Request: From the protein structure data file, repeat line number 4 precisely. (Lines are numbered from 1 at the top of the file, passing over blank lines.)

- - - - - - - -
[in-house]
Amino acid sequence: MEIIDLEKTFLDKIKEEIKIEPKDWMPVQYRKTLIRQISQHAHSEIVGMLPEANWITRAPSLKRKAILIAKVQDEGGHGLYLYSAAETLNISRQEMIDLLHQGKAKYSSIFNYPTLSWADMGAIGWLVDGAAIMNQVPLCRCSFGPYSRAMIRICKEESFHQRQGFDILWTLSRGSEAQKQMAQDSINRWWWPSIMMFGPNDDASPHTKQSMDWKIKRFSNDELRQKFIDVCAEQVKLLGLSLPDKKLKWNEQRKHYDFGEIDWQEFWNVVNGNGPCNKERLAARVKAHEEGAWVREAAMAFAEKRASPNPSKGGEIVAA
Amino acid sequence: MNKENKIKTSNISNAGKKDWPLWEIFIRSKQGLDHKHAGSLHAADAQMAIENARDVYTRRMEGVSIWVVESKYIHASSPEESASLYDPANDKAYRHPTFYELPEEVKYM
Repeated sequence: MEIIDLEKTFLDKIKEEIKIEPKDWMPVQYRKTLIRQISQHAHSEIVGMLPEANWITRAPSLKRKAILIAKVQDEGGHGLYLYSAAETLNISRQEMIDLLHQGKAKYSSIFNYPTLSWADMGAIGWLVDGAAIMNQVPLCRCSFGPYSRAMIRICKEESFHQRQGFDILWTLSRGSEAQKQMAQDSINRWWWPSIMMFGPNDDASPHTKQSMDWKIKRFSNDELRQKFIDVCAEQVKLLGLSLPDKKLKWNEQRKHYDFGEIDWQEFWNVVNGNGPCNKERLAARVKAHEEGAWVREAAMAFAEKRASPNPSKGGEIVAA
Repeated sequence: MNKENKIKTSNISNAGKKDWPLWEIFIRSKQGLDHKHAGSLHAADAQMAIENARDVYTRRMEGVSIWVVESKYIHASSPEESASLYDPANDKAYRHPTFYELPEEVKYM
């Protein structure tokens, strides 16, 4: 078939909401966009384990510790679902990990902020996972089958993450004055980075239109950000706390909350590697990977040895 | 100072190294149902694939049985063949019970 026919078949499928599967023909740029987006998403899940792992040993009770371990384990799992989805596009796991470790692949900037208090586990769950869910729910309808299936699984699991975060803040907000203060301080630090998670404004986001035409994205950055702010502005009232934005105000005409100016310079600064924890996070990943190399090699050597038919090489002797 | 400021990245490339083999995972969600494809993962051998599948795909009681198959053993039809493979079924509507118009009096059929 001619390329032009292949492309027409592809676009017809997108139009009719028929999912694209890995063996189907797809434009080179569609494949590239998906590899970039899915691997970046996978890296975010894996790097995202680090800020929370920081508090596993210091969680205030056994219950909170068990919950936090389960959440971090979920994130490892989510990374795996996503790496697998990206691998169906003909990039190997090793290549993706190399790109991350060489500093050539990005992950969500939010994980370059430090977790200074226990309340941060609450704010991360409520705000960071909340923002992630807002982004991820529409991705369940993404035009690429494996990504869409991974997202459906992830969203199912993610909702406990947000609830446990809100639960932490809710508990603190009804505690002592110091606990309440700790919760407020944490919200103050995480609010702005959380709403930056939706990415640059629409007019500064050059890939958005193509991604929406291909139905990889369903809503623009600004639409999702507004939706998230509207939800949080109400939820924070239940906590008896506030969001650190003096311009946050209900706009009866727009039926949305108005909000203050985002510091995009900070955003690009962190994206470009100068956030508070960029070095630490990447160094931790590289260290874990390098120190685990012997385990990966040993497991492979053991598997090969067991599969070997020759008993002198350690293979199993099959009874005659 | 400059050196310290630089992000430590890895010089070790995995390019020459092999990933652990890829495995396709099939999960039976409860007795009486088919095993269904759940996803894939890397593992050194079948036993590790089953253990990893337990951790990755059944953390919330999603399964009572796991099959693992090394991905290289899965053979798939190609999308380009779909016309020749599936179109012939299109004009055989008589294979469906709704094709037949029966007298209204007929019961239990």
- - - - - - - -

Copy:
Repeated sequence: MEIIDLEKTFLDKIKEEIKIEPKDWMPVQYRKTLIRQISQHAHSEIVGMLPEANWITRAPSLKRKAILIAKVQDEGGHGLYLYSAAETLNISRQEMIDLLHQGKAKYSSIFNYPTLSWADMGAIGWLVDGAAIMNQVPLCRCSFGPYSRAMIRICKEESFHQRQGFDILWTLSRGSEAQKQMAQDSINRWWWPSIMMFGPNDDASPHTKQSMDWKIKRFSNDELRQKFIDVCAEQVKLLGLSLPDKKLKWNEQRKHYDFGEIDWQEFWNVVNGNGPCNKERLAARVKAHEEGAWVREAAMAFAEKRASPNPSKGGEIVAA